Thyroid hormone that regulates many essential body processes.
Mentioned in: Hypothyroidism
thyroxine; T4 natural secretion of thyroid gland (also produced synthetically for treatment of underactive thyroid); converted in muscle/liver/kidney to active triiodothyronine (T3)

thy·rox·ine

, thyroxin (thī-rok'sēn, -sin)
The active iodine compound existing normally in the thyroid gland and extracted therefrom in crystalline form for therapeutic use; also prepared synthetically; used for the relief of congenital hypothyroidism, and myxedema.

thyroxine (thīrok´sin),

n the hormone secretion of the thyroid gland, L-3,5,3´,5´-tetraiodothyronine.

thyroxine, thyroxin

a hormone of the thyroid gland that contains iodine and is a derivative of the amino acid tyrosine. The chemical name for thyroxine is tetraiodothyronine (symbol, T4); it is formed and stored in the thyroid follicles as thyroglobulin, the storage form. Thyroxine is released from the gland by the action of a proteolytic enzyme. T4 is deiodinated in peripheral tissues to form tri-iodothyronine (T3), which has a greater biological activity.
Thyroxine acts as a catalyst in the body and influences a great variety of effects, including metabolic rate (oxygen consumption); growth and development; metabolism of carbohydrates, fats, proteins, electrolytes and water; vitamin requirements; reproduction; and resistance to infection.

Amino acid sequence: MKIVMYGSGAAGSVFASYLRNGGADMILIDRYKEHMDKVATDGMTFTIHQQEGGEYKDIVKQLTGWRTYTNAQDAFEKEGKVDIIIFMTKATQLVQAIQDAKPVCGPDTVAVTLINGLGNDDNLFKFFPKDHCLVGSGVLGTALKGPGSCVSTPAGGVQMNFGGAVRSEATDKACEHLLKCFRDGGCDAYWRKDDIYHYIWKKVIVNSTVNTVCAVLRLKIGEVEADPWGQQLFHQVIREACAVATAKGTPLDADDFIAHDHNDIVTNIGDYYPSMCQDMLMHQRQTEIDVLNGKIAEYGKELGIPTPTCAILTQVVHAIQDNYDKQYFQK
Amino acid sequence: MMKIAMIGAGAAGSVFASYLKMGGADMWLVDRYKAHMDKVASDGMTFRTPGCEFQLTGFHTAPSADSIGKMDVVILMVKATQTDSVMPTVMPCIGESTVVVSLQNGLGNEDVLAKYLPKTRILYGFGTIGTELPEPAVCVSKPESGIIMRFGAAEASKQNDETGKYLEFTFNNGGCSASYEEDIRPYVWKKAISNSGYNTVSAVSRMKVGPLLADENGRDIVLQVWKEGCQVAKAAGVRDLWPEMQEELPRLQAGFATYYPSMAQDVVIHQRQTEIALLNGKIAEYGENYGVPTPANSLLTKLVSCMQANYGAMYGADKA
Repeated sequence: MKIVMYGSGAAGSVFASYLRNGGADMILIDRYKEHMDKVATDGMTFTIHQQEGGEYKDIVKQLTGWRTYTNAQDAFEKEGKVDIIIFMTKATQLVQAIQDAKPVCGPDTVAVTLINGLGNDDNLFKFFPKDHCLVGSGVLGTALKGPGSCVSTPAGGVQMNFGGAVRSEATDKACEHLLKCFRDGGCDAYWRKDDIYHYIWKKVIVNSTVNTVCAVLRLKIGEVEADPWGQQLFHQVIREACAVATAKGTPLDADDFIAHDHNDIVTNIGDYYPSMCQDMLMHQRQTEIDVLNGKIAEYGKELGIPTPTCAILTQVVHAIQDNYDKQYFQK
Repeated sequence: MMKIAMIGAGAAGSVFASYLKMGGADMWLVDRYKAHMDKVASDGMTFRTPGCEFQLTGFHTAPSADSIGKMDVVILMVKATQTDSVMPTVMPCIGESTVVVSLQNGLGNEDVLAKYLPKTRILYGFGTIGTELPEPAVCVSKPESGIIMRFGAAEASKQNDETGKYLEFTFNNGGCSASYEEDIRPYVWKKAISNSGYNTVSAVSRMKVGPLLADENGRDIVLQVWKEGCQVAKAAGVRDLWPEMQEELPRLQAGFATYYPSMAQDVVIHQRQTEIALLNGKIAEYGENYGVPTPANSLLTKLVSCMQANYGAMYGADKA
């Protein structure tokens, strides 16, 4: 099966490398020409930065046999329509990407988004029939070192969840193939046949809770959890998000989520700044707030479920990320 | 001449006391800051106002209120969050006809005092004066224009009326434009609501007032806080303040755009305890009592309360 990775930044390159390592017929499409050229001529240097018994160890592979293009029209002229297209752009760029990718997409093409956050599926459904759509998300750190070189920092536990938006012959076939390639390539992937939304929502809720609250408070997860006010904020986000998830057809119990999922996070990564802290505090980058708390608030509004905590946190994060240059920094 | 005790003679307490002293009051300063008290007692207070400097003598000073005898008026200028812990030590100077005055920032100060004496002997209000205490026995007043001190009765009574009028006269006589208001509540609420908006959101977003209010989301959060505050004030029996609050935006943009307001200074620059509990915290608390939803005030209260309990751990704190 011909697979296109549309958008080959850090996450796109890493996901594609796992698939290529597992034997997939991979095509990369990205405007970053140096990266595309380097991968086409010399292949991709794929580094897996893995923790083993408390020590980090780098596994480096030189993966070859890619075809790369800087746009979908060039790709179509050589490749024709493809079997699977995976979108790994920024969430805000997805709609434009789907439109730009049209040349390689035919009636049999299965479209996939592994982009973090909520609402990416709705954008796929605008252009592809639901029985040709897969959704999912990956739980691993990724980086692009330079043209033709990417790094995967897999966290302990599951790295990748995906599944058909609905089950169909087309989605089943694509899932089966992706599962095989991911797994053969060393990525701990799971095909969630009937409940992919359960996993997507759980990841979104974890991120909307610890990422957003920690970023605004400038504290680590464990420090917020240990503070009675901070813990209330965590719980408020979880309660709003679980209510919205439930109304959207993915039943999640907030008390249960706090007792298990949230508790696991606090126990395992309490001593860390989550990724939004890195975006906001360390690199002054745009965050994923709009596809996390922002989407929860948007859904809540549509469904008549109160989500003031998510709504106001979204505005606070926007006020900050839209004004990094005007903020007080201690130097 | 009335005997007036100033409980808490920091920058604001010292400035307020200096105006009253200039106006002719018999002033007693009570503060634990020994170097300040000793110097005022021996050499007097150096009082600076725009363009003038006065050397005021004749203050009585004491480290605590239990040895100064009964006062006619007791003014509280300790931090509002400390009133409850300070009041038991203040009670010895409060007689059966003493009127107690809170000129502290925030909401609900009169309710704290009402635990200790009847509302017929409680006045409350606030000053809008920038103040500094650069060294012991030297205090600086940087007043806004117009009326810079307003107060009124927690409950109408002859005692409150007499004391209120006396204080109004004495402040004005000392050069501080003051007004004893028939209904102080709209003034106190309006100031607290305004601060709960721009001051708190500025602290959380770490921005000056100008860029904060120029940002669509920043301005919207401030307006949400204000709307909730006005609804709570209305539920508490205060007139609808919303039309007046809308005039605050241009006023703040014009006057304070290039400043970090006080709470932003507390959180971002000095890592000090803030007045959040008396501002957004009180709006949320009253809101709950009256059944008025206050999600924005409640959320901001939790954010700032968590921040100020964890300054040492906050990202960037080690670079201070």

Thyroxine can be extracted from animals or made synthetically; it is used in the treatment of hypothyroidism and some types of goiter.

free thyroxine
the metabolically active fraction of thyroxine; abbreviated FT4, Tf. T4 = Tf + TBG. The amount is very small and difficult to estimate so that the amount present in serum is not used as a more accurate indicator of thyroxine status than T4.
thyroxine-binding globulin (TBG)
most (99.95%) of the thyroxine in plasma is bound to globulin and a small amount bound to prealbumin.
thyroxine-binding prealbumin
bound to a small fraction of circulating T4. This is the only known function of prealbumins.
L-thyroxine
References in periodicals archive ?
From then on, textbooks relied on the Mayo Clinic, other "major figures," and these two misinterpreted reports, and the clinical evaluation for judging appropriate thyroxine dose went "out the window" in conventional medicine.
4) A T4 is requested if the TSH is elevated in a patient not on thyroxine replacement therapy to differentiate subclinical from overt hypothyroidism.
0 mIU/L and low free T4, the decision to start treatment with thyroxine is usually easy.
The University of Aberdeen has already identified that mice with a higher metabolic rate live longer, and greater thyroxine in the body helps this.
The drug thyroxine is used to supplement thyroid hormone when it is too low (Hypothyroidism) or when the gland is under active.
aurantium dietary supplements without any medical advice, with possible interactions with adrenergetic, antidepressant, cardiovascular drugs, and thyroxine like in the reported case.
Gonad development is increased in absence of light, due to the repression on thyroxine (2).
Diminished thyroxine (T4) levels are believed responsible for hemodynamic instability after brain death.
The text's description of the structural similarities between the three types of molecules doesn't agree with the figure of the structures of the molecules of PBDE-100, PCB-153, and thyroxine.
One chemical that affects the metabolic rate is thyroxine.
Rana catesbeiana tadpoles (hindlimb bud stage) were exposed to exogenous dilute concentrations of thyroxine.